Just when I thought we were in the clear, we were ‘googled’ again. This time she took us through a zig zag of green houses to get to our Airbnb rental in Castell de Ferro. Clearly not as much of an alternate route as the Cape Town fiasco. However, it sure was a strange way to enter town. Not a picturesque drive into a charming village with a lovely beach and promenade, which is what you could see. Instead you jog through some of the green houses you can see from the highway above.
Actually, it was shocking to see so many greenhouses in such a small space of land. I’ve never seen so many. However, that is nothing compared to another area of Southern Spain called the ‘Sea of Plastic’ and ‘the vast expanse of polytunnels’. Greenhouses cover every square inch of more than 165 square miles of land around Almeria, Spain. More than the shocking look of it, though, is the reported human cost. Evidently the labour is mostly imported from Africa, with little regard to proper paperwork, working conditions and minimum wages.
Those are the allegations. How much of it is true, I couldn’t say for sure. But the whole greenhouse industry in Southern Spain is disturbing. In Almeria, where the operation is most intensive, even the climate is being changed. Reports claim, the average temperature is cooler from the reflective effect of the plastic. Because the farms are largely hydroponic, the inputs of fertilizer, herbicide and pesticide are excessive. That residue is flowing into the Mediterranean Sea. The workers toil through intolerable temperatures and working conditions for much of the year. All of this, so that people in Europe can eat fresh vegetables, off-season.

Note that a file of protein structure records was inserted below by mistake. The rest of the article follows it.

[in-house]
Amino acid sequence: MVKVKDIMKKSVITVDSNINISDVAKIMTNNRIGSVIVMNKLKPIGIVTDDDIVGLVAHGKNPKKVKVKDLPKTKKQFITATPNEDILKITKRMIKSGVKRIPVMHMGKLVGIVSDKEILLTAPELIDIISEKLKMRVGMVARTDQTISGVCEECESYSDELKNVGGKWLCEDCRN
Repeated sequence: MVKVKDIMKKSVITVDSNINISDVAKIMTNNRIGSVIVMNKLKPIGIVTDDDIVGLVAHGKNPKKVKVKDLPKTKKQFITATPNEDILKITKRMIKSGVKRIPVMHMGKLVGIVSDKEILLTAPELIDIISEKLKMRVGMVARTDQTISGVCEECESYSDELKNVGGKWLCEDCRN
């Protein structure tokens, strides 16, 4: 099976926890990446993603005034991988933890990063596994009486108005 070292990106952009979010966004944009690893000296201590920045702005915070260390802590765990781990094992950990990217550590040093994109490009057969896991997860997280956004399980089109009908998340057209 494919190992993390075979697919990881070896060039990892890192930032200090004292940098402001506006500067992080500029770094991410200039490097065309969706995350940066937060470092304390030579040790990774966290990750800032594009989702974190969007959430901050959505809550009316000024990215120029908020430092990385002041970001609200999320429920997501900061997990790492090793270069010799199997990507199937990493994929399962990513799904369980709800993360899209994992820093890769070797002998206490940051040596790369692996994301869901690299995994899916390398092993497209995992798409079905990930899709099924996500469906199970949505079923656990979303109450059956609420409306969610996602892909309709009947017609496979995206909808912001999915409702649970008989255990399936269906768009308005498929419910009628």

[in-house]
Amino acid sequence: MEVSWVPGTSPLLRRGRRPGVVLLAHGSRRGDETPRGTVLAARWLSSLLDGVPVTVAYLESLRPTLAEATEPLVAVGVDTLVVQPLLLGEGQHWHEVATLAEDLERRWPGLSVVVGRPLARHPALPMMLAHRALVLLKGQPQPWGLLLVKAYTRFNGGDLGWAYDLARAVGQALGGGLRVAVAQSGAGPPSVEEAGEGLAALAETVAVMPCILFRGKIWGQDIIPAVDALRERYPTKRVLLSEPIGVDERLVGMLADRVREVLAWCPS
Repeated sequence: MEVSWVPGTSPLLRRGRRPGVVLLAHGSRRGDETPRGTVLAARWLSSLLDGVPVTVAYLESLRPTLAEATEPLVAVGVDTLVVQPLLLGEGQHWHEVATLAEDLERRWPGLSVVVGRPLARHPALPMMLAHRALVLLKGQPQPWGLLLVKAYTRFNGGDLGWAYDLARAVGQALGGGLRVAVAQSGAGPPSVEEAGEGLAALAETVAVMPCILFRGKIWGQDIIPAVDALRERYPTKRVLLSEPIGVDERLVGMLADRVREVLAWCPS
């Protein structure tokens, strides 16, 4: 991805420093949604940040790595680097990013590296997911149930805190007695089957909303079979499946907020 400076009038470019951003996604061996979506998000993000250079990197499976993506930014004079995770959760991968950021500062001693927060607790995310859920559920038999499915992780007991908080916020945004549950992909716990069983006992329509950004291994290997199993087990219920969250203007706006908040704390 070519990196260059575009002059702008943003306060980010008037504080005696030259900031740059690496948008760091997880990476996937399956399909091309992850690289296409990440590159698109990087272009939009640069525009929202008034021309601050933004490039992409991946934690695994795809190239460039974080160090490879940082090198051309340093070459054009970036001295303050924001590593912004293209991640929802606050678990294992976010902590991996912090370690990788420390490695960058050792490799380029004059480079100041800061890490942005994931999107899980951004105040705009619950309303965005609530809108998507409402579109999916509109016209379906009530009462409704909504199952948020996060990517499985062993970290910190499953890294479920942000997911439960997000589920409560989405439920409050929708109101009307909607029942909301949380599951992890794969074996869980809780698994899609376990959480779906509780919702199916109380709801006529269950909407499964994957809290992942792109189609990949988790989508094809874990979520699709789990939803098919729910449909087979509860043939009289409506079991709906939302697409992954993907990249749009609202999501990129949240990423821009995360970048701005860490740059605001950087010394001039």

I know the situation is the same in North America. It is just the locations and the nationalities of workers which go by different. Up in Canada, we want fresh veggies, deep in the winter months. I guess the difference being, I have never seen the operations before. And it does give me pause. I’ve always attempted to eat produce as local as possible and in-season for the area I am in. But an intensive green house operation, like seen in Almeria, makes me question everything. When I am home, staring down the winter in Canada, I am going to have to re-think what it means to be local and in-season.
I think what I find most alarming in both situations which google took us through, was the human costs. The settlements in Cape Town, for example, already get their water from stand pipes. For those residents, standing in line and carrying your water is already a reality. The threat of day zero will only change how much water they will be allowed to carry per person, per day. The inequality across the municipality of Cape Town is starkly divided, still. Endemic poverty is a major social problem, with no easy solutions.
Then to think of the hundreds of thousands of migrant workers in the big agriculture businesses, not just in Spain, but all over the world. Why do we place such a low value on the food which brings us life, over other consumer commodities? It is shameful.
As a tourist, it is really difficult to make good choices. Being able to get to farmer’s markets is not practical. In our present situation, it is not feasible for me to vote with my money. But, when I get back home in August at the start of the fall harvest, I am going to have a renewed sense of where I allocate my food spending. I had taken a step back from this practice in recent years, I found it too exhausting to grocery shop and question every item. But, not anymore. I cannot remove the sea of plastic from my memory.
I will add a section to my website about how we are eating, local and in-season. It is going to be interesting to go back into our collective memory and think about how my grandmother would have done things. Along with that learning, the challenge will be, how to make it modern and taste good for my family’s palette? This is an experiment in sustainability I have always been interested in. Only now I have the time to devote to finding the solutions which will work for my family.